THE LAND QUESTION: What Role do the Dikgosi Play in Tribal Land Administration?

SHARE   |   Sunday, 01 February 2015   |   By Dr Boga Manatsha
Kgosi Malope Kgosi Malope

In my previous instalment, I explained how and why the dikgosi have been largely ‘alienated’ from the tribal land administration process since independence. That the dikgosi are frustrated about this is not a secret. They may not openly talk about it on daily basis, but whenever they are given a platform, they show their frustration. Do the dikgosi play any role in tribal land administration? Should they play any role? I will not claim to provide definite answers, but my aim is to stimulate a debate on this controversial issue. When the dikgosi were alienated from the tribal land administration process, it was done in order to promote ‘nation-building’ and ‘democratise’ land administration- so we are told. To a larger extent, this was a sound reasoning. Ironically and interestingly, amongst the proponents of the ‘democratisation process’, some had personal problems/issues with their dikgosi. Others just disliked the bogosi institution. If one was to read Sir Ketumile Masire’s memoirs, he would clearly understand my argument.

In some African countries, the chiefs are in control of land (they ‘own’ and allocate it) and are very powerful- political and economic wise- because of land (remember the Igwe in Nigerian movies). However, the problems associated with allowing the chiefs to take charge of land (at least in the case of some African countries) are that they become too corrupt such that they even sell land cheaply to foreigners, multi-national corporations and some unscrupulous businessmen. The Chinese, for instance, have managed to ‘grab’ swathes of land in many African countries through the deals they have signed with both the chiefs and some corrupt politicians. In other African countries, there have been disputes between the governments and the chiefs over the ownership and allocation of some pieces of land for national development projects. Moreover, some chiefs have been found to be practising nepotism, corruption and favouritism when it comes to the allocation of land to their subjects. By nature, the chieftaincy institution is undemocratic and unaccountable. This has made the chiefs in many African countries to be viewed as mini-Gods, but revered and feared at the same time. This becomes quite problematic when the issues of resource management are concerned. However, the chief (in many African societies) is not the absolute owner of the land in the context in which the colonisers understood. Corrupted by power, some chiefs have purposely come to view themselves as the absolute owners of the land and all the resources in their communities. This, as I have argued, make them gullible to foreign land speculators and capitalists alike. Customary land tenure, in its original form, was/is not bad. What was/is bad is the manner in which some chiefs wanted to manage it, especially after the intrusion of the capitalist economy.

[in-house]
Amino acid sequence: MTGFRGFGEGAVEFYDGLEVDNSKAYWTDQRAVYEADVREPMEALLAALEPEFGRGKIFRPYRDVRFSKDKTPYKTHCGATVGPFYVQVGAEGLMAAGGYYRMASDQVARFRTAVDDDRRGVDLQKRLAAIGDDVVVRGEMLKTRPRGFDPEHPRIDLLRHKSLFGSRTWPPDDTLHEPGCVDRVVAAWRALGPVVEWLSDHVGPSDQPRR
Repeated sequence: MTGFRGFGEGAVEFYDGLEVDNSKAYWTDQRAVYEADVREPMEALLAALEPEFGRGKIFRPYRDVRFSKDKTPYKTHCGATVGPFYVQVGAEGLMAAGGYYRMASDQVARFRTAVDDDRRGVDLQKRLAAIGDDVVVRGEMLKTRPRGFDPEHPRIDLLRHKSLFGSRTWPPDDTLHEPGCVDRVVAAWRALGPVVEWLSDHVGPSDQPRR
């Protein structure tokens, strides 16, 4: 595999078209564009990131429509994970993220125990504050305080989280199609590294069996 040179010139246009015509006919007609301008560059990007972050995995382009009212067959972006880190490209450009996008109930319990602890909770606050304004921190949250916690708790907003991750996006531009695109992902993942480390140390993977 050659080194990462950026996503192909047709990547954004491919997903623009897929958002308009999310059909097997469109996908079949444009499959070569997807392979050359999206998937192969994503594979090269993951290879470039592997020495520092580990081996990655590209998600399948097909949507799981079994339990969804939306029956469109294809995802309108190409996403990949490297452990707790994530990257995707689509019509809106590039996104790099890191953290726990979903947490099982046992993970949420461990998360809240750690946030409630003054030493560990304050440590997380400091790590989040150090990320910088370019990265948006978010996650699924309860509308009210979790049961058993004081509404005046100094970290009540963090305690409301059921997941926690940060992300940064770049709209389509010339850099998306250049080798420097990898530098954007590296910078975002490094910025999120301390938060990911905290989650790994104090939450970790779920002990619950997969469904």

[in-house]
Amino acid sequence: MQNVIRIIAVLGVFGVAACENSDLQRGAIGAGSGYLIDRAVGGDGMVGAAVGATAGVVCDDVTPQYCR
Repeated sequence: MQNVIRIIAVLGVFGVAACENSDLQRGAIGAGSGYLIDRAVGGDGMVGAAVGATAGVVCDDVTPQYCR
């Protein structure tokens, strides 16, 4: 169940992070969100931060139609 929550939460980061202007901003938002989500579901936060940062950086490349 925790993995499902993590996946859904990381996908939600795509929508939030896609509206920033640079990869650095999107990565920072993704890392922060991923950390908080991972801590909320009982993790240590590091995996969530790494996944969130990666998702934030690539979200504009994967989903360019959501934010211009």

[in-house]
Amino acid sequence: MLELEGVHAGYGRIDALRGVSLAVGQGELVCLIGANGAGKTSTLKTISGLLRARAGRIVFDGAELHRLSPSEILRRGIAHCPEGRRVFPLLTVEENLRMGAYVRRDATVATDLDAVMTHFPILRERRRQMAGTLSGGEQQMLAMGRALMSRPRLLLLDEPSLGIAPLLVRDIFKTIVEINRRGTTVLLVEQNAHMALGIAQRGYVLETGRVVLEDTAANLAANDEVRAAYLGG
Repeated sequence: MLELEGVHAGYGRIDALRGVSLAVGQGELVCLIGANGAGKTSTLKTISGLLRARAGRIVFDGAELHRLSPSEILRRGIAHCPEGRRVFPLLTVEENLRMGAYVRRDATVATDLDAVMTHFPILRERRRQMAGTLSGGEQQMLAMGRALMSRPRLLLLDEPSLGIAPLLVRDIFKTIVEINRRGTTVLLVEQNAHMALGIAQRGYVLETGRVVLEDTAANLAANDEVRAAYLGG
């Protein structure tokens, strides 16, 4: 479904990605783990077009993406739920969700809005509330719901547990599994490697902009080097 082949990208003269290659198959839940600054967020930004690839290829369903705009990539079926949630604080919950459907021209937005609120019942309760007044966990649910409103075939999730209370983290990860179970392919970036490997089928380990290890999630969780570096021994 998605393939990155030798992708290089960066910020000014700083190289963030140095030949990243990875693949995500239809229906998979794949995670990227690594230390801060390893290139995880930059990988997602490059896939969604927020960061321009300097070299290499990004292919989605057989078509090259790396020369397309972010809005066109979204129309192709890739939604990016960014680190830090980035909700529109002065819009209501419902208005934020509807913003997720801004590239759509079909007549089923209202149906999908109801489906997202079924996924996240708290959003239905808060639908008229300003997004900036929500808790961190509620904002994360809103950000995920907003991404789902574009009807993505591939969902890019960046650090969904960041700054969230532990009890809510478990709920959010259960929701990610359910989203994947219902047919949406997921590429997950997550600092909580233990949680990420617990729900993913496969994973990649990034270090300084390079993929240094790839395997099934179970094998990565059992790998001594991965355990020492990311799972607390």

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In Botswana, the dikgosi’s role in land administration is less understood. To start with, there is no doubt that they have considerably lost their power in many respects. Festus Mogae, a former president of Botswana, says that the “global acceptance of democracy forms the basis of translating the same principles into transparent land governance in our different countries and regions” (Mogae 2013:3). This is the base upon which Botswana’s land administration is anchored. Mogae was speaking at the annual World Bank conference on land and poverty in Washington in April 2013. He also remarked that “the chiefs had over time become too dictatorial, conservative, and resistant to progressive changes on land”, and maintained that the “principles established immediately after independence, continue as the tenets of land administration and development in Botswana today” (2013:5). The dikgosi play a role in selecting the members of the Land Boards. The eight available Land Boards’ board positions (for membership) are advertised through the media and applied for. The committee that assesses the applications comprises of the District Commissioner, the kgosi, the Land Board secretary and the District Council secretary. After this committee has identified the qualifying eight candidates, their names are forwarded to the Minister. His/her role is to choose the Land Board chairperson and his/her deputy from these names. The dikgosi are also ‘land overseers’. The dikgosi usually elect their trusted people to be land overseers. Land overseers assist the Land Boards in that they sign forms indicating that the land applied for is ‘vacant’ or available for occupation. The problem is that the land overseers seem to discriminate against other people- preferring to allocate land to their relatives, tribesmen and or those who bribe them. This kind of behaviour causes problems between Batswana and the Land Boards. Since the Land Boards are the ultimate allocating authority, they usually fail to ensure that there is harmonious relation between them and the bogosi (land overseers). In other cases, the land overseers deliberately frustrate the Land Boards’ efforts to allocate land due to issues related to the politics of land and tribalism. The dikgosi should actively monitor/supervise the people they elect to the office of land overseer-ship. The chiefs should, as expected of them, attend the Land Board sittings so that they can ask questions and comment on certain decisions. They are ordinary members of the Land Boards, but most seldom attend the Land Boards’ sittings. Their attendance, I believe, will assist them and their Ntlo-Ya-Dikgosi to make informed debates on issues related to tribal land administration. Well, most of them argue that they should be made ex-officio members of the Land Boards (the position they previously held). I, however, argue that the concept of the Land Boards, if run properly, is far much better compared to the chiefs running the show. The problem is that our Land Boards are inundated by all sorts of problems, some trivial. The government should critically look at how best the dikgosi and the Land Boards can work together. As for now, there is institutional rigidity, lapse and confusion at the local level. All the local authorities, the Land Boards, the Tribal Administration, the District Councils and the District Administration, should closely work together on land management. I argued, elsewhere, that the relationship is well articulated on paper; practically, there are lapses and gaps. Some of the disputes we often hear between the Land Boards and the local communities are mainly caused by the lack of teamwork at the local level. The dikgosi should use Ntlo-ya-Dikgosi to debate this issue. How do they want to be involved?